In analyzing your perfect jobs, you will probably find that they have a definite pattern, one that will indicate your interests. This analysis will help you find a business whose needs match with what you like to do. Thatís vitally important, because for your business to succeed, it will require that you possess specific skills.

Once you know the type of business you want to buy and have identified your specific skills, you need to decide if you would have to move the existing business. For example, itís hard to relocate a retail business because their success is often tied to location and loyal customers. But for most other businesses, location is not as important. You need to ask yourself the following questions: Would a move result in cost reductions? Would a move result in a better labor market? Would a move result in a better business climate or a better economy?

Lifestyle is a very important factor in deciding whether or not to buy a business. After all, a primary reason youíre buying a business is to improve the quality of your life. But remember that running a small business will probably require long hours and impose stresses on your family. You need to determine how owning a specific business will affect your life and your familyís happiness.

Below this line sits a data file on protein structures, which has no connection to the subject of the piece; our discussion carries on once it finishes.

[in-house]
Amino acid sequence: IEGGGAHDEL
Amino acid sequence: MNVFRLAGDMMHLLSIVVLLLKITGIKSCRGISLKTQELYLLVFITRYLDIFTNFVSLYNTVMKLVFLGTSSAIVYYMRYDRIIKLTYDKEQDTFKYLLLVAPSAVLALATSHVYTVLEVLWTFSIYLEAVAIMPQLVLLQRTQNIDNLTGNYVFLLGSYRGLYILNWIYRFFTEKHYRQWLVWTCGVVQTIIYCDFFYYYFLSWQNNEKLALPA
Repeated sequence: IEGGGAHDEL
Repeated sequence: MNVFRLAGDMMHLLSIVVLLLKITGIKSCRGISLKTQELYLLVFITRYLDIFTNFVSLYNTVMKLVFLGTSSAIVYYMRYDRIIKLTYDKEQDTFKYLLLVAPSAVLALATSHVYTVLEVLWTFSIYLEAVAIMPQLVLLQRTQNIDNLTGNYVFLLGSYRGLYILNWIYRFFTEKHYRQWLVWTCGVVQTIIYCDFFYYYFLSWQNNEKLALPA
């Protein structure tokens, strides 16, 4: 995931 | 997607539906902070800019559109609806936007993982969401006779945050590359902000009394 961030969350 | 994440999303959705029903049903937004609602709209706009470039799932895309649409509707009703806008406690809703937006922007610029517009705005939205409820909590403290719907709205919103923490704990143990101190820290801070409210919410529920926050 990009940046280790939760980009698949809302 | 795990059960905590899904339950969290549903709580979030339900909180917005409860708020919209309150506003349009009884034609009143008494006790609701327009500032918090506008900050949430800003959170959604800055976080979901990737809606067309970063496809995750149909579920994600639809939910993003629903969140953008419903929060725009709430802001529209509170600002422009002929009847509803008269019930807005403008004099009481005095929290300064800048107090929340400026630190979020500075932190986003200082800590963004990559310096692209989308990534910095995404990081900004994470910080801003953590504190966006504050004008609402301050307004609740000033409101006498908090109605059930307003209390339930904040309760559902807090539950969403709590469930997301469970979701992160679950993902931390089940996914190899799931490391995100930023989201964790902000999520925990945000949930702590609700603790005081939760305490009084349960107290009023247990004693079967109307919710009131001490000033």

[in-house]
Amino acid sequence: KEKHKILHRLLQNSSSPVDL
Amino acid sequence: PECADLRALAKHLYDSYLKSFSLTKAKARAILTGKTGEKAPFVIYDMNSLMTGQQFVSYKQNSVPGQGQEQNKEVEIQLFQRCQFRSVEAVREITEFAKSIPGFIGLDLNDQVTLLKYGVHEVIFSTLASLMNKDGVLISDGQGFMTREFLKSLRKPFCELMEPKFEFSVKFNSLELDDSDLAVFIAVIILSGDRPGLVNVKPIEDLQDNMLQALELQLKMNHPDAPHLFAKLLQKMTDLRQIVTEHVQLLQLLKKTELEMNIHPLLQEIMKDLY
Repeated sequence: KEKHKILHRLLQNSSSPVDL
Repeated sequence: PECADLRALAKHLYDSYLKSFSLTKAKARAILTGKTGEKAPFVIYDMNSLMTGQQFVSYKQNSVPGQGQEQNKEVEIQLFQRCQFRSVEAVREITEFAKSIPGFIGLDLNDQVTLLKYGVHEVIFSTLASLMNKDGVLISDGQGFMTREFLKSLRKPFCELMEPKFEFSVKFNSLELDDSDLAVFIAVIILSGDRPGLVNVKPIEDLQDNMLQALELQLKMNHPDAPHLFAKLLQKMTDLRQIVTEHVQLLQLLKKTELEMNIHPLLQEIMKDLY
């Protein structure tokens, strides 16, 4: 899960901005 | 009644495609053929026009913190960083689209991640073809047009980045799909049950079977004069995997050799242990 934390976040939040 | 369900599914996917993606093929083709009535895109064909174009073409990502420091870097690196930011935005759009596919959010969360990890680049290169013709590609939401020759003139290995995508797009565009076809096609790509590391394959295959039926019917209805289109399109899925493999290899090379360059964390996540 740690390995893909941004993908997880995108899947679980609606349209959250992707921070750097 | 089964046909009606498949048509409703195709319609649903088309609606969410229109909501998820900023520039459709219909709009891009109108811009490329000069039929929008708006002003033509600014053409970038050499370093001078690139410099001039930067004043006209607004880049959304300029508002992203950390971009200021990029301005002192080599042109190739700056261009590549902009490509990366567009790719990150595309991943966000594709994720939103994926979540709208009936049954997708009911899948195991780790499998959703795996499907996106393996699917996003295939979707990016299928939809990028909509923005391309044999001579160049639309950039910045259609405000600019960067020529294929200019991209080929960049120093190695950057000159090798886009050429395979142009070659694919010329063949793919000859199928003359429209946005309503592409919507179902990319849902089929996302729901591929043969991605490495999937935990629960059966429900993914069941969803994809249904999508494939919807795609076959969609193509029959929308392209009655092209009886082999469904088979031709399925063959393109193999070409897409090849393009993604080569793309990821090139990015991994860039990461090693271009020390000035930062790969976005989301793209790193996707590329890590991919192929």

To do this you need to construct a lifestyle profile by asking yourself some questions. First, ask what your business and personal reasons are for buying a particular business; second, ask how your business ownership will affect your familyís lives; third, ask how it will affect your leisure time; fourth, ask what the longer-term lifestyle consequences will be; and fifth, ask how a possible business failure would affect you and your loved ones.